Spring clean your budget – 10 expenses to cut out now

Couple budgeting

Spring is the perfect season to turn over a new leaf. There’s something about good weather that makes you want to make better decisions. One of the best decisions you can make this year is to examine and correct your budget. Spring cleaning can start at home, but make sure it doesn’t end there. Spring clean your budget in three easy steps with these great tips and tricks.

Step 1: Track your expenses

Before you can discover which expenses to cut back on, you need to find out where you’re spending your money. Track your expenses for a month. Start with your biggest costs. These include rent or maintenance, utilities, debt, insurance premiums, credit card bills, groceries, and gas. Then, move on to entertainment and lifestyle expenses. These are things like cable, eating out, shopping, and memberships like Netflix or the gym. Try to include everything you spend money on – even that daily takeout coffee you get without thinking.  It all adds up.

Step 2: Create a reasonable budget

Once you know where you’re spending your hard-earned money, it’s time to create a budget. The goal is to spend less than you earn, so you can save a little money every month. Be reasonable. It’s tempting to create a very strict budget, especially when you’re starting out. The 50-30-20 rule is an easy way to organize your budget. Save 50% of your for necessary expenses. Set aside 30% for things you want or enjoy, but don’t need. Put the remaining 20% straight into savings. A handy tip to make sure you save every month or week is to pay yourself first. Before you spend anything, put away that 20% in your savings account. Then, spend on necessities. Lastly, you can use what’s left over for other less urgent expenses.

Step 3: Cut out unnecessary expenses 

Now that you have your budget in place, time to make it even better. Here are ten clever ways to cut out all your extra expenses.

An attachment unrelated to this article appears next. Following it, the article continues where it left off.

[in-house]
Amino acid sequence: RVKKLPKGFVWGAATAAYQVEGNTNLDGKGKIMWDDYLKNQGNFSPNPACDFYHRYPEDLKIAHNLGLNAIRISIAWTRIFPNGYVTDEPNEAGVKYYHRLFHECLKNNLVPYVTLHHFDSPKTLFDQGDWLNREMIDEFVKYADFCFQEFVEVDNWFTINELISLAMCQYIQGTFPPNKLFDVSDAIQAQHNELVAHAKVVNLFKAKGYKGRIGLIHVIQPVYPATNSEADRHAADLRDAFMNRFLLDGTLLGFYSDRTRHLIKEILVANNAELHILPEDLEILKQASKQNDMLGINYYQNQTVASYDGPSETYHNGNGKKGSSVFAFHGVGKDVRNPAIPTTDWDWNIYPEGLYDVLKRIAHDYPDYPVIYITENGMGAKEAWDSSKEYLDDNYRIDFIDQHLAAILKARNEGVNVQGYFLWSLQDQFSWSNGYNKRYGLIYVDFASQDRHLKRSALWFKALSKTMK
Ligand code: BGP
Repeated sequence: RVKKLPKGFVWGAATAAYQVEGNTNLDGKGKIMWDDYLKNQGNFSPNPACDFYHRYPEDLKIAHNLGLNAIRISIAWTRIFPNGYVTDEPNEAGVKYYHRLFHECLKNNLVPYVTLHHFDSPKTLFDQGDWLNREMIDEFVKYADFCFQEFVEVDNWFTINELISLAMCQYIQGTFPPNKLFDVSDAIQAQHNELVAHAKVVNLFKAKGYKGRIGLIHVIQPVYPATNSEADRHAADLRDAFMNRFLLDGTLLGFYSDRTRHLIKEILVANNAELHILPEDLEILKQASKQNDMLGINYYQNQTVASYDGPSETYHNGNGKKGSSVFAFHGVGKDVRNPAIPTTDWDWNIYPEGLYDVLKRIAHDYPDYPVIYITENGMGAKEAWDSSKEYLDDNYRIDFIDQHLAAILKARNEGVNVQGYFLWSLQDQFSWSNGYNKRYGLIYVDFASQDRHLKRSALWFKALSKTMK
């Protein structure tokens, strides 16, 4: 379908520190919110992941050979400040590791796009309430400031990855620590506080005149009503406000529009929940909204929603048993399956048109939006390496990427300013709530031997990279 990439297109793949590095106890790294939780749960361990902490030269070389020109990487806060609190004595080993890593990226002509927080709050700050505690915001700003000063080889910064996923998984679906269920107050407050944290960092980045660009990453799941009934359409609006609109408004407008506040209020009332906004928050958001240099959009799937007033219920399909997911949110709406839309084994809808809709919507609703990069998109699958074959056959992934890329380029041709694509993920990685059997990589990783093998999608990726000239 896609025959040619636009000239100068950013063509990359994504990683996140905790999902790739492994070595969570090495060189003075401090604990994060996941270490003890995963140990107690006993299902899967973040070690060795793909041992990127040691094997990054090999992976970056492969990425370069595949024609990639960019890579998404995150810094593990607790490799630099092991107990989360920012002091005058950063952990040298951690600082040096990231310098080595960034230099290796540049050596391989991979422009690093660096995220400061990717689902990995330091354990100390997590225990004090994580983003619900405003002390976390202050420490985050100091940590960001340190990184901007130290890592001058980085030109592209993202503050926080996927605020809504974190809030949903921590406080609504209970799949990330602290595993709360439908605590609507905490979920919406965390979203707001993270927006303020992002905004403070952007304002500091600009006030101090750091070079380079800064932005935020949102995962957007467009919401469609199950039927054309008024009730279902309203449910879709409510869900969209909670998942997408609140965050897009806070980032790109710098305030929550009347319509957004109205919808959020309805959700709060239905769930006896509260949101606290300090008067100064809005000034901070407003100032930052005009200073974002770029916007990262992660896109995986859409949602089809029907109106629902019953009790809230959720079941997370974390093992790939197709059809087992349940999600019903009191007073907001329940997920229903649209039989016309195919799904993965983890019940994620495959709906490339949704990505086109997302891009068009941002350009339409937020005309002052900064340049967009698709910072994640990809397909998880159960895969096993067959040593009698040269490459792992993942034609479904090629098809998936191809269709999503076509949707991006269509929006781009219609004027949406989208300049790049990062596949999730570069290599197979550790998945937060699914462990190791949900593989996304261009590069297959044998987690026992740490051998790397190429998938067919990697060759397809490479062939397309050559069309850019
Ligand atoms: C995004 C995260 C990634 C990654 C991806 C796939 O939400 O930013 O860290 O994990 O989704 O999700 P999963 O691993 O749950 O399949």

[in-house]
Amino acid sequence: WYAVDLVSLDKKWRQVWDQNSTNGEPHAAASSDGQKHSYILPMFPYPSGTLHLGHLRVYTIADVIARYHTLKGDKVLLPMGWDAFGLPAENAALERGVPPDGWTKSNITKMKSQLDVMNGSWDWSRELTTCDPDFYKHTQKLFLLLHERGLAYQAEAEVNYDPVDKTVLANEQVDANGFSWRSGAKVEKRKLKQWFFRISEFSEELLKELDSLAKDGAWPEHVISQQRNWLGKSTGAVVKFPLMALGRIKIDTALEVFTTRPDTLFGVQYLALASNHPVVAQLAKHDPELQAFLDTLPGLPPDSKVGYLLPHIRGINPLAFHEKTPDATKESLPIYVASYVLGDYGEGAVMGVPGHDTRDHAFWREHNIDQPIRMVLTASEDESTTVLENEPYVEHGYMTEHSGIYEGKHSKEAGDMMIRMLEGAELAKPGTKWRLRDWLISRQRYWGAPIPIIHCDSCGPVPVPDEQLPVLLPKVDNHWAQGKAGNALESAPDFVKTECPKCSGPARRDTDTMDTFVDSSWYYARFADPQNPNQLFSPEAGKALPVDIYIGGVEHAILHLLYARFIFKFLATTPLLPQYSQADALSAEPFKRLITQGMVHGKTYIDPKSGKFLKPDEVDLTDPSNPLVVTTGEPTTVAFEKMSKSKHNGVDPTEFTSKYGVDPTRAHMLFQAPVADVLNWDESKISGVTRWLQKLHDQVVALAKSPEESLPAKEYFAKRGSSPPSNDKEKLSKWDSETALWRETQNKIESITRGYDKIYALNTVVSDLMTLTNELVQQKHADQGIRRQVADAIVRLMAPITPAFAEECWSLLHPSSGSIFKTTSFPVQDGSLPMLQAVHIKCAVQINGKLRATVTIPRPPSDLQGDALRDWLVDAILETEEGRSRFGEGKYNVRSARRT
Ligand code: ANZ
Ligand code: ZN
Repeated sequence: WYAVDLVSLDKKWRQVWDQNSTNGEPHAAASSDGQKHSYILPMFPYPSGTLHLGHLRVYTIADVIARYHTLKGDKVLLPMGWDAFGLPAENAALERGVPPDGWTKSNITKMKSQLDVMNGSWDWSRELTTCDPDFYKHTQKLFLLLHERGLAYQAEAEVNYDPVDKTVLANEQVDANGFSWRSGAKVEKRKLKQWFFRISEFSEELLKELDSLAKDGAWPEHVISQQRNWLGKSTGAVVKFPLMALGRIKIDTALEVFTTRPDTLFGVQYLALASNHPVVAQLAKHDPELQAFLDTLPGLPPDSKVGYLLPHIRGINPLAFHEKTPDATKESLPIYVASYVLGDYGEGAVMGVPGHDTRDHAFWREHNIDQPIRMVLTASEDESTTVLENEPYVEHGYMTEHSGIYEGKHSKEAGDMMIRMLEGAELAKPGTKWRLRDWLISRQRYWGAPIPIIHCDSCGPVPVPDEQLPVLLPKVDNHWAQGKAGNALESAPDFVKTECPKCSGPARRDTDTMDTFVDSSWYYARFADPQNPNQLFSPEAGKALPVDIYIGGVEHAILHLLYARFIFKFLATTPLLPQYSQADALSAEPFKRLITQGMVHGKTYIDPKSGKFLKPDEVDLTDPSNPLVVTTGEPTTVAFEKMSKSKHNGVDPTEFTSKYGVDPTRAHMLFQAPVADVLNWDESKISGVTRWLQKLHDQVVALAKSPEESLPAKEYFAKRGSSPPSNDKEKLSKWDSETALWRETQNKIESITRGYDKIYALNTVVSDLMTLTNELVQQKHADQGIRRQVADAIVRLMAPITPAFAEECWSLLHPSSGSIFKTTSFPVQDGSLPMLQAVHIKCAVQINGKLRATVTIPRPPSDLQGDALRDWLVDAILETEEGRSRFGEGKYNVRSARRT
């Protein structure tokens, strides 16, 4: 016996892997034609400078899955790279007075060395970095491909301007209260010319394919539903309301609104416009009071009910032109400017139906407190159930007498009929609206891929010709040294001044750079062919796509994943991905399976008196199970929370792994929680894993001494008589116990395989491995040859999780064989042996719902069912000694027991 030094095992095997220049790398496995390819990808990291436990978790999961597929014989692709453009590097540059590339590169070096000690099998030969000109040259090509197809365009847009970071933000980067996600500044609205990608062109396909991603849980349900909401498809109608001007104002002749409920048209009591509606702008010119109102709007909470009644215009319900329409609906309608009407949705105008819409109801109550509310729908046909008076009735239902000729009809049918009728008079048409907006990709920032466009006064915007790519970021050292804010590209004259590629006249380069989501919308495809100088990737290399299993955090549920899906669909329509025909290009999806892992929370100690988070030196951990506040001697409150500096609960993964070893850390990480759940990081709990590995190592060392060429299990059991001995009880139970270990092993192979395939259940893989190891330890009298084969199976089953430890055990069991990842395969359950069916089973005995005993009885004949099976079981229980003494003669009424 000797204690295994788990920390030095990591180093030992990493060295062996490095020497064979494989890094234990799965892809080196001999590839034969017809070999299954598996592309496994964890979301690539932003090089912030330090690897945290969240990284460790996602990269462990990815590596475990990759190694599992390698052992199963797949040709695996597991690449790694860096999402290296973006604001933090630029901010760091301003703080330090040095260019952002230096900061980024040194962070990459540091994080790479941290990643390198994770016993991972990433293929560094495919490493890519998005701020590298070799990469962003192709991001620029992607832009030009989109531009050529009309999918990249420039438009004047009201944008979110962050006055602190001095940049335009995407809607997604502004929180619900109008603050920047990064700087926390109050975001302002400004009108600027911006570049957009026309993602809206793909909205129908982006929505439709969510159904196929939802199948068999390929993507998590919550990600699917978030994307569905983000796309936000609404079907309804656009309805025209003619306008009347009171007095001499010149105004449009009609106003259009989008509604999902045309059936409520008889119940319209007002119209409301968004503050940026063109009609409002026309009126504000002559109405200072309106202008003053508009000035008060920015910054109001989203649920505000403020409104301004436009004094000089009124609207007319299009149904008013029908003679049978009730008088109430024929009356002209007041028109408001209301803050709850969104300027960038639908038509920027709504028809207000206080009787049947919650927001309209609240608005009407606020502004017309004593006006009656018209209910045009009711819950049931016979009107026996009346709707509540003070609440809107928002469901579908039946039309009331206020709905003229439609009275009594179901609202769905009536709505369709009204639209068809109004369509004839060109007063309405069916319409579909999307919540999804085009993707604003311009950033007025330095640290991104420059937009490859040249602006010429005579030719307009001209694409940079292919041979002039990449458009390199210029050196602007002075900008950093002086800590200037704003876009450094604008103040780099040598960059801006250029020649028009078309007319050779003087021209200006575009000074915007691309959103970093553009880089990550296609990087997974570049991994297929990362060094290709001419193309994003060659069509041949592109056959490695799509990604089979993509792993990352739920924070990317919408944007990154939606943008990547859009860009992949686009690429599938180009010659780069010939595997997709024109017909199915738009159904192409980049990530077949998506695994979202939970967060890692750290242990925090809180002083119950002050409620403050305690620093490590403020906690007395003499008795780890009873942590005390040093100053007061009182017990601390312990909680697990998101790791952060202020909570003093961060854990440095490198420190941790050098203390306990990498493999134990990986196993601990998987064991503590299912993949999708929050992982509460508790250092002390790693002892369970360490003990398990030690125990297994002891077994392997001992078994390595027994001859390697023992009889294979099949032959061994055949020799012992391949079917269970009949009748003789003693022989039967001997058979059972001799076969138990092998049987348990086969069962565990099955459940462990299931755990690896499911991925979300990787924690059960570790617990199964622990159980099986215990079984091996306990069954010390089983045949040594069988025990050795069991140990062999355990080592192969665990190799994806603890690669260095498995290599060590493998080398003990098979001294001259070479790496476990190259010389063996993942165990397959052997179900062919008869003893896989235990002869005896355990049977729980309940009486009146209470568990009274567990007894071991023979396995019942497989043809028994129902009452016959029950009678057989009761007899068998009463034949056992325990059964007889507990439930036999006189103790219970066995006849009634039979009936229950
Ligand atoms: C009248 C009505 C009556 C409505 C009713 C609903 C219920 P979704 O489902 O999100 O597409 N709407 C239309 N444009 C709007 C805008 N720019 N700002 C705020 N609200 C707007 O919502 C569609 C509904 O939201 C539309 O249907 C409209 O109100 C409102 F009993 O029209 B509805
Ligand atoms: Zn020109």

1. Reduce your rent expenses or refinance your mortgage

Rent is one of the biggest living expenses. Unless you own your home outright, it’s not an expense you can avoid. Still, it may be possible to pay less rent than you do now. Could you move to a cheaper area? Maybe get a roommate to share expenses? Could you sublet? Where there’s a will, there’s a way.  If you already own your home and have to pay a mortgage, check if you can refinance your mortgage. You could negotiate for a better deal with lower interest rates or choose a different lender.

  1. Use your utilities wisely

It’s surprising just how much you can save by being mindful about how you use electricity. Even little actions like switching to LED bulbs, turning off unneeded lights, and unplugging unused electronic devices can go a long way in cutting down on utility bills. Get a thermostat you can program. You can adjust the heat and cooling to match when you will be at home, so you don’t waste energy.

  1. Curtail your travel expenses

Do you usually drive your car to work? Check if you can carpool with others instead. This will save you a pretty packet in fuel expenses. Choose to use public transport whenever possible. Walking or riding a bike to get around is also a great option. It allows you to get some exercise, save money, and is better for the environment too. Just make sure you wear comfortable shoes or a helmet!

  1. Get rid of rarely used subscriptions

Cancel any subscriptions to apps, magazines, and streaming services that you don’t use.. So often we sign up for services and forget they’re charging us a monthly fee. Or we’re reminded when we see a billing notification, but we can’t be bothered to unsubscribe at that given moment. Even those small fees add up quickly. Take the time to cancel them today. For motivation, think of using the funds for something you really want.

  1. Check your cell phone plan

Your cell phone plan may include features you don’t use. There may also be hidden charges your provider will waive off if you ask. Some providers may offer cheaper plans or customized plans that they don’t advertise. You can also check your cell phone bill to see what you’re spending on most. Are there data charges you can avoid by using Wi-Fi? Maybe calls that you could use an app for instead? That’s savings right there.